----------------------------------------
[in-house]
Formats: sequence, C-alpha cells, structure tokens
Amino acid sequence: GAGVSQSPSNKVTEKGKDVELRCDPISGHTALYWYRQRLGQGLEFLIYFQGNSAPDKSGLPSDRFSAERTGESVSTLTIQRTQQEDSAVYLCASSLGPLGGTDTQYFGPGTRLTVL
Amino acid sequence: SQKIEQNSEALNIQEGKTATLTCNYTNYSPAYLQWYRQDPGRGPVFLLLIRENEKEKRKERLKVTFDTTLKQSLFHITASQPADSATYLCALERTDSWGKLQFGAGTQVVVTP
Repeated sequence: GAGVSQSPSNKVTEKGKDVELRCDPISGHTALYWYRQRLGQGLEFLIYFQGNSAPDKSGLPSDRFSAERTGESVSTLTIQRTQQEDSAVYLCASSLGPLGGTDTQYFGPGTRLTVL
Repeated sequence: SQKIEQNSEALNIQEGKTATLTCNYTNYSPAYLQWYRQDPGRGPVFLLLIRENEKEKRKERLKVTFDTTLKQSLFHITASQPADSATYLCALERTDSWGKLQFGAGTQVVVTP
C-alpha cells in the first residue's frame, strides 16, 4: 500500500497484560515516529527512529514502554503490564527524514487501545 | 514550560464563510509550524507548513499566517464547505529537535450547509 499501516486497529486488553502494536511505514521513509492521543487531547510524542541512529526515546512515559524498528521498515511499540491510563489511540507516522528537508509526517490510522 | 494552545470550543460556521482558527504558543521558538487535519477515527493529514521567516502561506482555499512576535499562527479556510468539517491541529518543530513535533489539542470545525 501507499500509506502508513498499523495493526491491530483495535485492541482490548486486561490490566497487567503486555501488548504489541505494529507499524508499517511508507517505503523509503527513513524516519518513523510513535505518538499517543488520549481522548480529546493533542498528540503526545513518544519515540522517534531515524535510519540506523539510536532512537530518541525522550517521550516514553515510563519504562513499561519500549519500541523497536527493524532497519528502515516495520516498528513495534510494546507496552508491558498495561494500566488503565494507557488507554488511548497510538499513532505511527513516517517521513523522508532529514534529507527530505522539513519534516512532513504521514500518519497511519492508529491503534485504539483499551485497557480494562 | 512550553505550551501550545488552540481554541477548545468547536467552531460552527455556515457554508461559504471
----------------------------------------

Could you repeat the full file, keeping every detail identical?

[in-house]
Formats: sequence, C-alpha cells, structure tokens
Amino acid sequence: GAGVSQSPSNKVTEKGKDVELRCDPISGHTALYWYRQRLGQGLEFLIYFQGNSAPDKSGLPSDRFSAERTGESVSTLTIQRTQQEDSAVYLCASSLGPLGGTDTQYFGPGTRLTVL
Amino acid sequence: SQKIEQNSEALNIQEGKTATLTCNYTNYSPAYLQWYRQDPGRGPVFLLLIRENEKEKRKERLKVTFDTTLKQSLFHITASQPADSATYLCALERTDSWGKLQFGAGTQVVVTP
Repeated sequence: GAGVSQSPSNKVTEKGKDVELRCDPISGHTALYWYRQRLGQGLEFLIYFQGNSAPDKSGLPSDRFSAERTGESVSTLTIQRTQQEDSAVYLCASSLGPLGGTDTQYFGPGTRLTVL
Repeated sequence: SQKIEQNSEALNIQEGKTATLTCNYTNYSPAYLQWYRQDPGRGPVFLLLIRENEKEKRKERLKVTFDTTLKQSLFHITASQPADSATYLCALERTDSWGKLQFGAGTQVVVTP
C-alpha cells in the first residue's frame, strides 16, 4: 500500500497484560515516529527512529514502554503490564527524514487501545 | 514550560464563510509550524507548513499566517464547505529537535450547509 499501516486497529486488553502494536511505514521513509492521543487531547510524542541512529526515546512515559524498528521498515511499540491510563489511540507516522528537508509526517490510522 | 494552545470550543460556521482558527504558543521558538487535519477515527493529514521567516502561506482555499512576535499562527479556510468539517491541529518543530513535533489539542470545525 501507499500509506502508513498499523495493526491491530483495535485492541482490548486486561490490566497487567503486555501488548504489541505494529507499524508499517511508507517505503523509503527513513524516519518513523510513535505518538499517543488520549481522548480529546493533542498528540503526545513518544519515540522517534531515524535510519540506523539510536532512537530518541525522550517521550516514553515510563519504562513499561519500549519500541523497536527493524532497519528502515516495520516498528513495534510494546507496552508491558498495561494500566488503565494507557488507554488511548497510538499513532505511527513516517517521513523522508532529514534529507527530505522539513519534516512532513504521514500518519497511519492508529491503534485504539483499551485497557480494562 | 512550553505550551501550545488552540481554541477548545468547536467552531460552527455556515457554508461559504471